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Neuromotor Exercise Training

Hadyn Luke posted this on Friday 8th of February 2013 Hadyn Luke 08/02/2013

Tags: Training methods


Our blog this week examines a relatively new form of training: neuromotor exercise training. 

The American College of Sports Medicine (ACSM), an association of sports medicine, exercise science and health and fitness professionals, regularly releases research of importance to personal trainers and other industry workers. 

In 2011 it published a position stand on neuromotor exercise training, explaining what it is and the potential benefits.* This included the following summary:

“A program of regular exercise that includes cardiorespiratory, resistance, flexibility, and neuromotor exercise training beyond activities of daily living to improve and maintain physical fitness and health is essential for most adults.”

Personal trainers who are already recommending aerobic activity, resistance training and flexibility exercises should now additionally consider incorporating neuromotor exercise training into their clients’ fitness programmes. 

What is neuromotor exercise training?

Neuromotor exercise training incorporates a variety of motor skills, including:

  • Balance
  • Coordination
  • Gait
  • Agility
  • Proprioceptive training

Exercise classes in disciplines such as tai chi and yoga already use neuromotor exercise training in combination with resistance exercise and flexibility.

How often should this training be undertaken?

As it’s a new area with a lot of variability in the research studies and limited data, there are not yet any definitive recommendations for personal trainers on how often their clients should carry out neuromotor exercise training. However, the position stance does recommend 20 to 30 minute sessions at least two to three days a week. This might be something as simple as agility runs or balancing exercises using steps.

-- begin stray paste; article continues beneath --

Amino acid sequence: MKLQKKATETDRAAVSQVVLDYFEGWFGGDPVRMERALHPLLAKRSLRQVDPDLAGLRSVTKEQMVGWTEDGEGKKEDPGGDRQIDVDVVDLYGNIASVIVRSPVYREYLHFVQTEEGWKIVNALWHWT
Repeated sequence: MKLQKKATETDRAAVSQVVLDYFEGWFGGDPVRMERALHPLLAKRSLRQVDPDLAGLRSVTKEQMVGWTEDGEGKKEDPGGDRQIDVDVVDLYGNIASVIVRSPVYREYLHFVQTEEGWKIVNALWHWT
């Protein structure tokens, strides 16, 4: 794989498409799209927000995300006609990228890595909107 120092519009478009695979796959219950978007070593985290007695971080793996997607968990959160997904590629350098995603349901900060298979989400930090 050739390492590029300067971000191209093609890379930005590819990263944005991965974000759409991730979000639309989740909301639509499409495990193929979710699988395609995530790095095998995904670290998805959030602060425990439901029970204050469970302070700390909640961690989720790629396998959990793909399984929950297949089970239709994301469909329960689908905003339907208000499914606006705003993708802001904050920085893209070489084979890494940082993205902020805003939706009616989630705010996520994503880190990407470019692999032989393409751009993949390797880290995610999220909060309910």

The benefits of neuromotor exercise training

The better your neuromotor conditioning, the more likely you are going to be able to correct yourself should you slip or lose your balance. This is beneficial for preventing falls and injuries at any age, but especially for the older population.

Neuromotor exercise training is also of great benefit to athletes and sports people competing at any level, as improved agility, balance, proprioception and other motor skills can significantly help performance. It can also make training more interesting and challenging.

Indeed a personal trainer will find that all of their clients can benefit from including neuromotor exercises in their gym programmes alongside cardiovascular, resistance and flexibility exercises. 

How to improve balance

A personal trainer can work with their clients to improve their balance by challenging the nervous system’s control of posture and equilibrium. This can be done by:

  • Reducing the body’s support base, for example standing with both feet together or on one leg;
  • Displacing the body’s centre of mass, for example standing on a mini see-saw or stepping over an obstacle;
  • Limiting or removing visual or proprioceptive feedback, for example closing the eyes during an exercise.

Once a client can comfortably carry out the more basic exercises, their personal trainer can progress them on to more complex challenges, as long as the focus remains on the client’s safety.

Click here to see example programme cards/progressions

Fall prevention for older clients

Studies have shown that around a third of people over 65 will be affected by a fall. If a personal trainer is working with older clients, they should recommend that they exercise regularly in order to increase their leg strength and improve their balance to reduce their risk of a fall. Tai chi is particularly recommended.

They should also look at other aspects of their lifestyle including reviewing medication for side effects such as dizziness and having regular eye tests. Homes should be well lit and free from trip hazards, and hand rails should be installed on the stairs and in bathrooms.

* Quantity and Quality of Exercise for Developing and Maintaining Cardiorespiratory, Musculoskeletal and Neuromotor Fitness in Apparently Healthy Adults: Guidance for prescribing Exercise.

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